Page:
BUTTE COUNTY (CBS13) — The government shutdown is keeping U.S. Forest Service employees off the clock and halting controlled-burns ahead of the next fire season.
The timing comes on the heels of the Camp Fire, and with a big spotlight on future wildfire prevention. Chico State Geography and Planning Professor Don Hankins is sounding the alarm.
“I would say definitely frustrating,” Hankins said. “Dumbfounded for sure. There’s always a bit of dismay that exists in terms of knowing what the problem is and how to address it, and then not having the resources to address it.”
Hankins specializes in controlled burns to prevent out-of-control wildfires. He says the government shutdown has left no staff to perform them on federal lands.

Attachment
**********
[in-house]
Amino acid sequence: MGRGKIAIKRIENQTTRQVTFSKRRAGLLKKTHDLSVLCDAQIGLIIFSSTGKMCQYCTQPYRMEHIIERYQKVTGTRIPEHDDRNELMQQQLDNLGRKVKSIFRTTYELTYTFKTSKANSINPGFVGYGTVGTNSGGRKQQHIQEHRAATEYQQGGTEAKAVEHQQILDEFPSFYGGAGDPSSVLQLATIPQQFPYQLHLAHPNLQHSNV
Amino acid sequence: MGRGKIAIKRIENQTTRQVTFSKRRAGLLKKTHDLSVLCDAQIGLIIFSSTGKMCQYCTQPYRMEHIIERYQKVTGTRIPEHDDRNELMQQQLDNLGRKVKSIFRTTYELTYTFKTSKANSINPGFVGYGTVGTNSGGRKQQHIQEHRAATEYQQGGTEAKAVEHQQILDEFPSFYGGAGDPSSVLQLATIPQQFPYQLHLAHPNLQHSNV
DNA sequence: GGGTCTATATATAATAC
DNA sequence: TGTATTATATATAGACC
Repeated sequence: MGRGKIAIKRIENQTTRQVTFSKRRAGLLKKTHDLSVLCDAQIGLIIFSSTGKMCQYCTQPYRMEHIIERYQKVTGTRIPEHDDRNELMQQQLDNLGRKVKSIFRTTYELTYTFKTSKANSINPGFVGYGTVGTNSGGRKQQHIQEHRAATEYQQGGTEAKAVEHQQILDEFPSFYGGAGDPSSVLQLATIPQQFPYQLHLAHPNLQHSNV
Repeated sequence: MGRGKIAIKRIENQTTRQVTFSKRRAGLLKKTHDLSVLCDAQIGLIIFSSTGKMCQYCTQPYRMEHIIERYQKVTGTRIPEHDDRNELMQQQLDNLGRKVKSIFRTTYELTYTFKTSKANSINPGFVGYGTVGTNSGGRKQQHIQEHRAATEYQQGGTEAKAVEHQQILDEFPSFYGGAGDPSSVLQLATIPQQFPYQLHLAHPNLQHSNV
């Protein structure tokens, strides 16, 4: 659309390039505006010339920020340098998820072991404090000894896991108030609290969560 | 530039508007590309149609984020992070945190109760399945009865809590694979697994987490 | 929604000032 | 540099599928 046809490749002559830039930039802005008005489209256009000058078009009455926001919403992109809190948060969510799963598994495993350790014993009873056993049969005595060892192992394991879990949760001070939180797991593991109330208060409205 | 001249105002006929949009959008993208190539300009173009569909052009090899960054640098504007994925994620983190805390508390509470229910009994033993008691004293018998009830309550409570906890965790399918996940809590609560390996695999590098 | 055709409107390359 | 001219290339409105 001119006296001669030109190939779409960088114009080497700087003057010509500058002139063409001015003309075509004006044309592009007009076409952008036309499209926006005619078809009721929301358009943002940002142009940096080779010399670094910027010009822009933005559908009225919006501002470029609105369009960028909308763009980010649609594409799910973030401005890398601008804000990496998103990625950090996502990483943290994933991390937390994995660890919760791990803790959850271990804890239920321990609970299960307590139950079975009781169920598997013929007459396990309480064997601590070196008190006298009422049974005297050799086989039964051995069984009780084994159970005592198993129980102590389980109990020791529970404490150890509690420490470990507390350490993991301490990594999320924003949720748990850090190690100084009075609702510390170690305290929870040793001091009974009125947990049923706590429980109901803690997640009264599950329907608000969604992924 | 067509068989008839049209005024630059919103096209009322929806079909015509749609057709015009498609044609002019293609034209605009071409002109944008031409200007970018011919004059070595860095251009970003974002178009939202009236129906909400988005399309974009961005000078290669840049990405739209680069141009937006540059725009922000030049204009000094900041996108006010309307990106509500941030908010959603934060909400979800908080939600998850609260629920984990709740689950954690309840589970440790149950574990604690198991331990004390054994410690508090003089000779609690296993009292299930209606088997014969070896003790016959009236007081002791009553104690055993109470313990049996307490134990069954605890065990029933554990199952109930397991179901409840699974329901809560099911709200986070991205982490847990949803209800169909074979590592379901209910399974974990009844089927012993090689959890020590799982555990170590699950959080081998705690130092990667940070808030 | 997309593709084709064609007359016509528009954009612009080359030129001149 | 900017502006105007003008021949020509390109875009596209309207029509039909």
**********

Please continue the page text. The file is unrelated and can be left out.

U.S. Forest Service dispatcher Sarah Cote works in the El Dorado National Forest.
“It is a very important time of the year for burning,” Cote said.
“If it wasn’t for the shutdown we would be doing controlled burns right now,” Cote said. “Right now we have limited staffing.”
The shutdown impacting the U.S. Forest Service comes just after President Trump toured the Camp Fire burn zone in November. He spoke to reporters at a press conference during the visit.
“There’s great people that live here,” President Trump said. “And it’s unfair to put them through this so often.”
Following that visit, he issued an executive order calling for more controlled burns on federal land. That executive order stands, only there’s now no federal staffing to carry it out.
“There’s no funding to support that work to happen right now,” Hankins said. “No funding to support that work. There’s a big irony there, I think.”